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I am trying to teach P vs NP to some primarily Machine Learning folks. I wanted to come up with an introductory fact to grab their attention.

Reasoning for Question:

  1. Most problems in Machine Learning are NP-hard.

2/3. All NP-Hard problems are the same problem - per reduction unto each-other in trivial poly-time.

Thus, it is the case that most Machine Learning problems are actually just the same problem in a different disguises. Is this true?

Timestamped: https://youtu.be/YX40hbAHx3s?t=406

An estimate on what percent of Machine Learning algorithms are NP-hard would be helpful. For example, regression is not NP-hard, but I was told that the fact that a closed form solution exists for that particular problem is a "miracle". I use the term most loosely. Many will also work.

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  • $\begingroup$ Point (3) is not saying anything and, as written, one can remove 'NP-Complete' from it: 'All problems are the same problem - per reduction unto each other'. The restrictions on how the reduction should be done is the whole point. Point (2) seems to have the two classes swapped. $\endgroup$ – plop Oct 8 '20 at 19:09
  • $\begingroup$ For your last paragraph, NP-hardness is a property of a problem and not of an algorithm. $\endgroup$ – Juho Oct 8 '20 at 19:17
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    $\begingroup$ Much of machine learning is about generalization, which lies beyond the framework of NP-completeness. Also, in practice NP-hard problems vary in difficulty, since the instances are not necessarily worst-case. $\endgroup$ – Yuval Filmus Oct 8 '20 at 19:19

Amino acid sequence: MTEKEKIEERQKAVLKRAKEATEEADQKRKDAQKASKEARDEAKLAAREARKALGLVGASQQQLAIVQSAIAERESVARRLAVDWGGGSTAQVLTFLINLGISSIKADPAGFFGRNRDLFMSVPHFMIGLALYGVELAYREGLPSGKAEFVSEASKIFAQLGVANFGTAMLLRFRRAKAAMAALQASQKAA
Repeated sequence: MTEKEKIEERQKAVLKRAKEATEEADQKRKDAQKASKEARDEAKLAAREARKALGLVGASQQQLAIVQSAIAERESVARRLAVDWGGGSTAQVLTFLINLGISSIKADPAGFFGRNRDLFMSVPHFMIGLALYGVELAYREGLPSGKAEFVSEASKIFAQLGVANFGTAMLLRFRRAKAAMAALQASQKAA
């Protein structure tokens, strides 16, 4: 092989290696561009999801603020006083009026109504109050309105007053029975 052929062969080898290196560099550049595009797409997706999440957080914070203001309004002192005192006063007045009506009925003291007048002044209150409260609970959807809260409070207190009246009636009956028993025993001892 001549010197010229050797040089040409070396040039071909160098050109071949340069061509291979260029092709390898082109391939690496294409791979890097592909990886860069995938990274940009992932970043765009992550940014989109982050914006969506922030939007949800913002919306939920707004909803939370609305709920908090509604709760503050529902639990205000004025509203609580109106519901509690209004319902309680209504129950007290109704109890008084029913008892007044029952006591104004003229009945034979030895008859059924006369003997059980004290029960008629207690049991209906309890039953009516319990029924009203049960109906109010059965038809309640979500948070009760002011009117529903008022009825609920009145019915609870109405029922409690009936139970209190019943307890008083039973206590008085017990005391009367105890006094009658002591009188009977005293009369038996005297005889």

• $\begingroup$ @plop Since all NP-Complete problems can be reduced to each other in poly-time, isn't the restriction on how to reduce trivial? $\endgroup$ – Matthaeus Gaius Caesar Oct 8 '20 at 19:33
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    $\begingroup$ Beware that NP-Hard $\neq$ NP-Complete. Different NP-Hard problems are not necessarily poly-time reducible to each-other. $\endgroup$ – Tassle Oct 8 '20 at 20:32
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I don't find this a useful or accurate perspective.

It's not true that all NP-hard problems are identical, not even under polynomial-time reductions. All NP-complete problems can be reduced to each other in polynomial time, but NP-complete is different from NP-hard.

When you see someone say something like "all NP-complete problems are the same problem", that is an informal slogan that should not be taken too seriously; you need to look at the technical statement behind that and see whether it is relevant to what you care about. In the context of machine learning, I don't think it's very relevant or useful.

Machine learning is about average-case behavior, not worse-case behavior. NP-hardness is about worst-case behavior.

In machine learning we focus more on behavior on typical problem cases, rather than worst-case problems. For example, the no-free-lunch theorem demonstrates that no ML algorithm will work well on all problems.

In machine learning typically we are more interested in understanding their accuracy rather than their running time, and usually we are concerned with concrete performance on concrete tasks and empirical results rather than asymptotic running time or provable guarantees.

For these reasons, the tools built up for NP-completeness and NP-hardness may not add a lot of insight about machine learning.

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  • $\begingroup$ Machine learning algorithms are often heuristic solutions to NP-hard problems. Runtime is important. Without these heuristic solutions, most machine learning algorithms would have an average runtime of thousands of years.. $\endgroup$ – Matthaeus Gaius Caesar Oct 9 '20 at 0:23

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